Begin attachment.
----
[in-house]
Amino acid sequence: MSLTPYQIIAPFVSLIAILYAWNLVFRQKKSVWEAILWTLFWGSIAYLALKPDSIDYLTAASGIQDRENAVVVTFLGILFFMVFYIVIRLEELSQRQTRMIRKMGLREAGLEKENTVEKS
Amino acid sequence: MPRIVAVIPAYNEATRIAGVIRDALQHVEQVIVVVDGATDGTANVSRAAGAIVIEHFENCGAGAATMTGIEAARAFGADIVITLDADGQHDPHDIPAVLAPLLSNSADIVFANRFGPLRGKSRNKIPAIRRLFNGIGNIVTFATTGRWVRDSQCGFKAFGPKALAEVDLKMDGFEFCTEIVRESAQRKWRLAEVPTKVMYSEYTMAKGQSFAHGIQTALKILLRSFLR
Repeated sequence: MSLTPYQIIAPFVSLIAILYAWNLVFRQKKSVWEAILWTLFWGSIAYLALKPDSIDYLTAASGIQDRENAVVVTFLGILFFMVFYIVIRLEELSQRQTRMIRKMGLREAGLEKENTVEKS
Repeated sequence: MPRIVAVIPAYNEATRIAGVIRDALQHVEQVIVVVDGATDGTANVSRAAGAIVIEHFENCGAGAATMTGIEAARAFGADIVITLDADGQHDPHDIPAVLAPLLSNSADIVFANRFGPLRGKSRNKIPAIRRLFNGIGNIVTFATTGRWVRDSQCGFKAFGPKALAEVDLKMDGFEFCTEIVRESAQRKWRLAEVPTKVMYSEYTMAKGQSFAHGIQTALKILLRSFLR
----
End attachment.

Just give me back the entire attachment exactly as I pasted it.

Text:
[in-house]
Amino acid sequence: MSLTPYQIIAPFVSLIAILYAWNLVFRQKKSVWEAILWTLFWGSIAYLALKPDSIDYLTAASGIQDRENAVVVTFLGILFFMVFYIVIRLEELSQRQTRMIRKMGLREAGLEKENTVEKS
Amino acid sequence: MPRIVAVIPAYNEATRIAGVIRDALQHVEQVIVVVDGATDGTANVSRAAGAIVIEHFENCGAGAATMTGIEAARAFGADIVITLDADGQHDPHDIPAVLAPLLSNSADIVFANRFGPLRGKSRNKIPAIRRLFNGIGNIVTFATTGRWVRDSQCGFKAFGPKALAEVDLKMDGFEFCTEIVRESAQRKWRLAEVPTKVMYSEYTMAKGQSFAHGIQTALKILLRSFLR
Repeated sequence: MSLTPYQIIAPFVSLIAILYAWNLVFRQKKSVWEAILWTLFWGSIAYLALKPDSIDYLTAASGIQDRENAVVVTFLGILFFMVFYIVIRLEELSQRQTRMIRKMGLREAGLEKENTVEKS
Repeated sequence: MPRIVAVIPAYNEATRIAGVIRDALQHVEQVIVVVDGATDGTANVSRAAGAIVIEHFENCGAGAATMTGIEAARAFGADIVITLDADGQHDPHDIPAVLAPLLSNSADIVFANRFGPLRGKSRNKIPAIRRLFNGIGNIVTFATTGRWVRDSQCGFKAFGPKALAEVDLKMDGFEFCTEIVRESAQRKWRLAEVPTKVMYSEYTMAKGQSFAHGIQTALKILLRSFLR